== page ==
Troubled by changes in his Alaskan village, 14-year-old Russell Suskitt seeks the counsel of the village elder - and only dog team owner. After his training in the ancient arts of hunting with bow and lance, handling sled dogs, and surviving arctic dangers, Russell embarks upon his lonely search for Eskimo manhood.
©1985 Gary Paulsen; (P)2009 Recorded Books, LLC
"Unusual and moving ... a remarkable book." (Library Journal)
I Like this book, but this particular narrator reads the book particularly slow, with long pauses. My students became bored with this narration, and I had to take over reading the book orally.
This book took me to a place and people I'll never see or know. A coming of age story of a boy where snow covered winter home community has no dogs. Accordng to a tale of the boys grandparent's days , starvation caused the community to eat the precious dogs. Except for one wise elderly man, who has several sled dogs that have grown fat from doing nothing. What's a young teenage boy to do? I love this story.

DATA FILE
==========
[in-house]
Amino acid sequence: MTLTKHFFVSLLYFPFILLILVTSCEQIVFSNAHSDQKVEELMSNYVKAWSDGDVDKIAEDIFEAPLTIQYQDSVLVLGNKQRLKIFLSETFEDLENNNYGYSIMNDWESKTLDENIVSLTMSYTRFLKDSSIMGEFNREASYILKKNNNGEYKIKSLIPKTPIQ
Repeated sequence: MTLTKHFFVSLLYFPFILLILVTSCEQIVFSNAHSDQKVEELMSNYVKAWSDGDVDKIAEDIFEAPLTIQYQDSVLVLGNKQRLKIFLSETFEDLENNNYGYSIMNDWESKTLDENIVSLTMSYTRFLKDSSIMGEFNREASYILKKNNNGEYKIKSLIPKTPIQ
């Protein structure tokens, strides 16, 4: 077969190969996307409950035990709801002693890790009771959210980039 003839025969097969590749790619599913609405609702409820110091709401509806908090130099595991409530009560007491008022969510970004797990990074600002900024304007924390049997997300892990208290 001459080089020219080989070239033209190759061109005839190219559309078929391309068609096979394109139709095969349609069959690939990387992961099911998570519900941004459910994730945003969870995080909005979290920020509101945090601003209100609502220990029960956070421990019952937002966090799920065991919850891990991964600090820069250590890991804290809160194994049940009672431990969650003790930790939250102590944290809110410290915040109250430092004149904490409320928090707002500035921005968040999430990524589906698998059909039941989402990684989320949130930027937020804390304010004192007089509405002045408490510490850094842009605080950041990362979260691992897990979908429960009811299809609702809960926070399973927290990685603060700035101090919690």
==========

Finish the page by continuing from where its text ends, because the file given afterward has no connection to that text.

I love to walk and run listening to audiobooks
Set in the far north, a teenage Eskimo boy yearns for something he cannot name, though he knows Jesus Christ will it have the answer for him as it was for his father. Russell seeks the counsel of a blind village elder and from thence unfolds a physical, psychological and emotional journey to the north, to the source of Wind, and to the elegant culture of the Eskimo Old Ways.
The story is probably best consumed with the eyes. The narrator either is Eskimo or striving to impart Eskimo cadence. To me Western ear I found him earnest yet ponderous.
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